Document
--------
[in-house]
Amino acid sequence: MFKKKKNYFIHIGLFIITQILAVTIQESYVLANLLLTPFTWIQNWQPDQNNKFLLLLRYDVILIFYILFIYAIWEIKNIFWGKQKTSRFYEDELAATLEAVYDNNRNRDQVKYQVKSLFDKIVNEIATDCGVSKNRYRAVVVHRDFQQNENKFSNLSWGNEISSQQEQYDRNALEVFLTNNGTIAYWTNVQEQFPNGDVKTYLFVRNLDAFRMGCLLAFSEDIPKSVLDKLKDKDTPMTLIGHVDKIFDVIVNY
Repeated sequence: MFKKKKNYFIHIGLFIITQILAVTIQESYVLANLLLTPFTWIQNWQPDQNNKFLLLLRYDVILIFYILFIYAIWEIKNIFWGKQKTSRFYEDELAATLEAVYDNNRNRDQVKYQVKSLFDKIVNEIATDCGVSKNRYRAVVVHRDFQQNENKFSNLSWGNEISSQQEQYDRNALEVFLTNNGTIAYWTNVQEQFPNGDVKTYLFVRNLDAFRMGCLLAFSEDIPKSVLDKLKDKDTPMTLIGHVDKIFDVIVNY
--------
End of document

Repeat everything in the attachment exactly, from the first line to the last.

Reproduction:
[in-house]
Amino acid sequence: MFKKKKNYFIHIGLFIITQILAVTIQESYVLANLLLTPFTWIQNWQPDQNNKFLLLLRYDVILIFYILFIYAIWEIKNIFWGKQKTSRFYEDELAATLEAVYDNNRNRDQVKYQVKSLFDKIVNEIATDCGVSKNRYRAVVVHRDFQQNENKFSNLSWGNEISSQQEQYDRNALEVFLTNNGTIAYWTNVQEQFPNGDVKTYLFVRNLDAFRMGCLLAFSEDIPKSVLDKLKDKDTPMTLIGHVDKIFDVIVNY
Repeated sequence: MFKKKKNYFIHIGLFIITQILAVTIQESYVLANLLLTPFTWIQNWQPDQNNKFLLLLRYDVILIFYILFIYAIWEIKNIFWGKQKTSRFYEDELAATLEAVYDNNRNRDQVKYQVKSLFDKIVNEIATDCGVSKNRYRAVVVHRDFQQNENKFSNLSWGNEISSQQEQYDRNALEVFLTNNGTIAYWTNVQEQFPNGDVKTYLFVRNLDAFRMGCLLAFSEDIPKSVLDKLKDKDTPMTLIGHVDKIFDVIVNY